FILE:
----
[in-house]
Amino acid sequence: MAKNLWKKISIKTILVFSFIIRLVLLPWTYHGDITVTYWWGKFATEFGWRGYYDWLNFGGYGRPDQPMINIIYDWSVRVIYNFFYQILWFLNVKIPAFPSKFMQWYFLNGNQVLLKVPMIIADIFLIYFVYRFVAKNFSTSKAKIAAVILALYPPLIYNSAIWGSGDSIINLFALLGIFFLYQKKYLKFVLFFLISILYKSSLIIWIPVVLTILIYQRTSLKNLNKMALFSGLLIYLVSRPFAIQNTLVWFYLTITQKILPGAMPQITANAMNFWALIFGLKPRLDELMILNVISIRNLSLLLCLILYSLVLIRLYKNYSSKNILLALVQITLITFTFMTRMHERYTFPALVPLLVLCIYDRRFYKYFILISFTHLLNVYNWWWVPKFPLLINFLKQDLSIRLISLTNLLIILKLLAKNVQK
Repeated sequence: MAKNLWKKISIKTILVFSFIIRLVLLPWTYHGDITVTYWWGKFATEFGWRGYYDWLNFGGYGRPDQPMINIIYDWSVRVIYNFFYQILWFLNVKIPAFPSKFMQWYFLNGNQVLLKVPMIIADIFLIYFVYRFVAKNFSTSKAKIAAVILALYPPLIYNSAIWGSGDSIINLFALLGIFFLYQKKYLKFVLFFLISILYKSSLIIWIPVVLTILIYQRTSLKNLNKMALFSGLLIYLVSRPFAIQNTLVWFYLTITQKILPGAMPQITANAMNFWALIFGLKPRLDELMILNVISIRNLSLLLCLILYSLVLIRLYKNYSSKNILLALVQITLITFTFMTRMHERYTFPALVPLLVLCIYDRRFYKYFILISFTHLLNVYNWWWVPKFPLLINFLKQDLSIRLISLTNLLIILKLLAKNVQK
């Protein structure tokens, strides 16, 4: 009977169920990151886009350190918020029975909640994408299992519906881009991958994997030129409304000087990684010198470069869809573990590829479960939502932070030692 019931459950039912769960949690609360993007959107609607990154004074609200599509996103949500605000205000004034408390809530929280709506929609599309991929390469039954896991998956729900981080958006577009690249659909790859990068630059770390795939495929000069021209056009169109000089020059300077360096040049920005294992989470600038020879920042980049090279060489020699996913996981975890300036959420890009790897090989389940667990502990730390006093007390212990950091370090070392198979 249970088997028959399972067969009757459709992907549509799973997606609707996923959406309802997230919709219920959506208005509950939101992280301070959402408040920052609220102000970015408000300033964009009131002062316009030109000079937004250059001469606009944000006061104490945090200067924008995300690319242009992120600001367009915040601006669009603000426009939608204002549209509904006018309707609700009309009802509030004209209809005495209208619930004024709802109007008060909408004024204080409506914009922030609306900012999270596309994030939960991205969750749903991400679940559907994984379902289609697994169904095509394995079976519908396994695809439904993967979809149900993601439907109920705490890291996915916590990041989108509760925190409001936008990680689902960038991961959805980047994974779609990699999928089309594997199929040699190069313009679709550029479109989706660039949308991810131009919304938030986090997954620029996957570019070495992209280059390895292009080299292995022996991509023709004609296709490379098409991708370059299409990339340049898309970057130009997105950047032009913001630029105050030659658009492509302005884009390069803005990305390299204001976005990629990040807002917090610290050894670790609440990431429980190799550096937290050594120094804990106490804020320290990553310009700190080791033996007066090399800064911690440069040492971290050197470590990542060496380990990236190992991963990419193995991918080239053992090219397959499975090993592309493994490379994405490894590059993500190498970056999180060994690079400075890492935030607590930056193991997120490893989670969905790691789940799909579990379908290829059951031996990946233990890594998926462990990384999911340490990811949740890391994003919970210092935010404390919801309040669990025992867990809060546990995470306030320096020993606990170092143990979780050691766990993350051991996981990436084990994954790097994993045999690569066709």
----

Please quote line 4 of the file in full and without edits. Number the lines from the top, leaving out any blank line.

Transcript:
């Protein structure tokens, strides 16, 4: 009977169920990151886009350190918020029975909640994408299992519906881009991958994997030129409304000087990684010198470069869809573990590829479960939502932070030692 019931459950039912769960949690609360993007959107609607990154004074609200599509996103949500605000205000004034408390809530929280709506929609599309991929390469039954896991998956729900981080958006577009690249659909790859990068630059770390795939495929000069021209056009169109000089020059300077360096040049920005294992989470600038020879920042980049090279060489020699996913996981975890300036959420890009790897090989389940667990502990730390006093007390212990950091370090070392198979 249970088997028959399972067969009757459709992907549509799973997606609707996923959406309802997230919709219920959506208005509950939101992280301070959402408040920052609220102000970015408000300033964009009131002062316009030109000079937004250059001469606009944000006061104490945090200067924008995300690319242009992120600001367009915040601006669009603000426009939608204002549209509904006018309707609700009309009802509030004209209809005495209208619930004024709802109007008060909408004024204080409506914009922030609306900012999270596309994030939960991205969750749903991400679940559907994984379902289609697994169904095509394995079976519908396994695809439904993967979809149900993601439907109920705490890291996915916590990041989108509760925190409001936008990680689902960038991961959805980047994974779609990699999928089309594997199929040699190069313009679709550029479109989706660039949308991810131009919304938030986090997954620029996957570019070495992209280059390895292009080299292995022996991509023709004609296709490379098409991708370059299409990339340049898309970057130009997105950047032009913001630029105050030659658009492509302005884009390069803005990305390299204001976005990629990040807002917090610290050894670790609440990431429980190799550096937290050594120094804990106490804020320290990553310009700190080791033996007066090399800064911690440069040492971290050197470590990542060496380990990236190992991963990419193995991918080239053992090219397959499975090993592309493994490379994405490894590059993500190498970056999180060994690079400075890492935030607590930056193991997120490893989670969905790691789940799909579990379908290829059951031996990946233990890594998926462990990384999911340490990811949740890391994003919970210092935010404390919801309040669990025992867990809060546990995470306030320096020993606990170092143990979780050691766990993350051991996981990436084990994954790097994993045999690569066709």